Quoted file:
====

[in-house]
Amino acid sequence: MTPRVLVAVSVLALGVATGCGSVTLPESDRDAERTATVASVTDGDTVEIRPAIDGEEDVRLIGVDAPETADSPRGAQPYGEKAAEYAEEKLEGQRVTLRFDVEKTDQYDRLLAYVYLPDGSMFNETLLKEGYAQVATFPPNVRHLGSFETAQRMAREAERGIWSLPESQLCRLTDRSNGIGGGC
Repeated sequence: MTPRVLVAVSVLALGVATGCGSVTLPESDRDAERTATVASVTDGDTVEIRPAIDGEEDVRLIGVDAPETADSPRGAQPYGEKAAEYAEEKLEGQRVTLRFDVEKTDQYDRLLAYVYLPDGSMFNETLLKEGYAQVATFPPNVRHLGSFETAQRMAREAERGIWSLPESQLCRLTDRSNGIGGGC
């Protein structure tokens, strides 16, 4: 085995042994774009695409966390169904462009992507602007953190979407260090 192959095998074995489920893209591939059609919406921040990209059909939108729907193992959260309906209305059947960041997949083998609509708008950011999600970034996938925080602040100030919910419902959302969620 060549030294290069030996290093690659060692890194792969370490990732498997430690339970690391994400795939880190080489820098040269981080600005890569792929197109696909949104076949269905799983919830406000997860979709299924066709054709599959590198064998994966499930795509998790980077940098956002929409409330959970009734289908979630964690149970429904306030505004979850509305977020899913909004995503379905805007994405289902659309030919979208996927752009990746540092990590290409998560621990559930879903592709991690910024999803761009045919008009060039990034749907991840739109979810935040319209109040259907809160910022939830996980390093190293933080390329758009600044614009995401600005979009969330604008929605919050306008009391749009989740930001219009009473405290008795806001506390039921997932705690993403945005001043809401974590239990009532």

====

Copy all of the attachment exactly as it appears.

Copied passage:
[in-house]
Amino acid sequence: MTPRVLVAVSVLALGVATGCGSVTLPESDRDAERTATVASVTDGDTVEIRPAIDGEEDVRLIGVDAPETADSPRGAQPYGEKAAEYAEEKLEGQRVTLRFDVEKTDQYDRLLAYVYLPDGSMFNETLLKEGYAQVATFPPNVRHLGSFETAQRMAREAERGIWSLPESQLCRLTDRSNGIGGGC
Repeated sequence: MTPRVLVAVSVLALGVATGCGSVTLPESDRDAERTATVASVTDGDTVEIRPAIDGEEDVRLIGVDAPETADSPRGAQPYGEKAAEYAEEKLEGQRVTLRFDVEKTDQYDRLLAYVYLPDGSMFNETLLKEGYAQVATFPPNVRHLGSFETAQRMAREAERGIWSLPESQLCRLTDRSNGIGGGC
């Protein structure tokens, strides 16, 4: 085995042994774009695409966390169904462009992507602007953190979407260090 192959095998074995489920893209591939059609919406921040990209059909939108729907193992959260309906209305059947960041997949083998609509708008950011999600970034996938925080602040100030919910419902959302969620 060549030294290069030996290093690659060692890194792969370490990732498997430690339970690391994400795939880190080489820098040269981080600005890569792929197109696909949104076949269905799983919830406000997860979709299924066709054709599959590198064998994966499930795509998790980077940098956002929409409330959970009734289908979630964690149970429904306030505004979850509305977020899913909004995503379905805007994405289902659309030919979208996927752009990746540092990590290409998560621990559930879903592709991690910024999803761009045919008009060039990034749907991840739109979810935040319209109040259907809160910022939830996980390093190293933080390329758009600044614009995401600005979009969330604008929605919050306008009391749009989740930001219009009473405290008795806001506390039921997932705690993403945005001043809401974590239990009532």